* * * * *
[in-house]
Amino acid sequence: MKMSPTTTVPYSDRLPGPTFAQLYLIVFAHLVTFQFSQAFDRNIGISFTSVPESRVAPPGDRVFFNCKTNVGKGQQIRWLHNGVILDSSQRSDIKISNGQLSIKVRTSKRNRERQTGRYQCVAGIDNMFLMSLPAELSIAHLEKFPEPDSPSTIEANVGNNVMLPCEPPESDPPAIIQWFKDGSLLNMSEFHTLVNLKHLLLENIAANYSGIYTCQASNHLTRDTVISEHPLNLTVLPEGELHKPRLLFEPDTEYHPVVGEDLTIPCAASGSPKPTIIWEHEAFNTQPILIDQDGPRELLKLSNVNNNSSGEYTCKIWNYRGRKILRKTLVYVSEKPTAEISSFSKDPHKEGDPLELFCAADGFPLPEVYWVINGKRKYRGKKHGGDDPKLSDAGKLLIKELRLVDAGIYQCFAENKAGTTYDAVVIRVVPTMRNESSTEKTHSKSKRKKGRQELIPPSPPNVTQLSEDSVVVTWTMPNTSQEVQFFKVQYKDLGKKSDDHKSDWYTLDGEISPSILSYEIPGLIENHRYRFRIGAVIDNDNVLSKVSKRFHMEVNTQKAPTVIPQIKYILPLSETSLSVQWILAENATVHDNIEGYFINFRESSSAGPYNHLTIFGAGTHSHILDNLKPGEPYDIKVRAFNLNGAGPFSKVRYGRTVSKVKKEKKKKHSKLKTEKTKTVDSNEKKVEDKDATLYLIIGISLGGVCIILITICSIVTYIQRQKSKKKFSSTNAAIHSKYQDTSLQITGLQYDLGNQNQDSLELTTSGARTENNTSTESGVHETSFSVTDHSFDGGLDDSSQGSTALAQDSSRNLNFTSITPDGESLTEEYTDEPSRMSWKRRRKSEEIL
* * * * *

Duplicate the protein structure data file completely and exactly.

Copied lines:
[in-house]
Amino acid sequence: MKMSPTTTVPYSDRLPGPTFAQLYLIVFAHLVTFQFSQAFDRNIGISFTSVPESRVAPPGDRVFFNCKTNVGKGQQIRWLHNGVILDSSQRSDIKISNGQLSIKVRTSKRNRERQTGRYQCVAGIDNMFLMSLPAELSIAHLEKFPEPDSPSTIEANVGNNVMLPCEPPESDPPAIIQWFKDGSLLNMSEFHTLVNLKHLLLENIAANYSGIYTCQASNHLTRDTVISEHPLNLTVLPEGELHKPRLLFEPDTEYHPVVGEDLTIPCAASGSPKPTIIWEHEAFNTQPILIDQDGPRELLKLSNVNNNSSGEYTCKIWNYRGRKILRKTLVYVSEKPTAEISSFSKDPHKEGDPLELFCAADGFPLPEVYWVINGKRKYRGKKHGGDDPKLSDAGKLLIKELRLVDAGIYQCFAENKAGTTYDAVVIRVVPTMRNESSTEKTHSKSKRKKGRQELIPPSPPNVTQLSEDSVVVTWTMPNTSQEVQFFKVQYKDLGKKSDDHKSDWYTLDGEISPSILSYEIPGLIENHRYRFRIGAVIDNDNVLSKVSKRFHMEVNTQKAPTVIPQIKYILPLSETSLSVQWILAENATVHDNIEGYFINFRESSSAGPYNHLTIFGAGTHSHILDNLKPGEPYDIKVRAFNLNGAGPFSKVRYGRTVSKVKKEKKKKHSKLKTEKTKTVDSNEKKVEDKDATLYLIIGISLGGVCIILITICSIVTYIQRQKSKKKFSSTNAAIHSKYQDTSLQITGLQYDLGNQNQDSLELTTSGARTENNTSTESGVHETSFSVTDHSFDGGLDDSSQGSTALAQDSSRNLNFTSITPDGESLTEEYTDEPSRMSWKRRRKSEEIL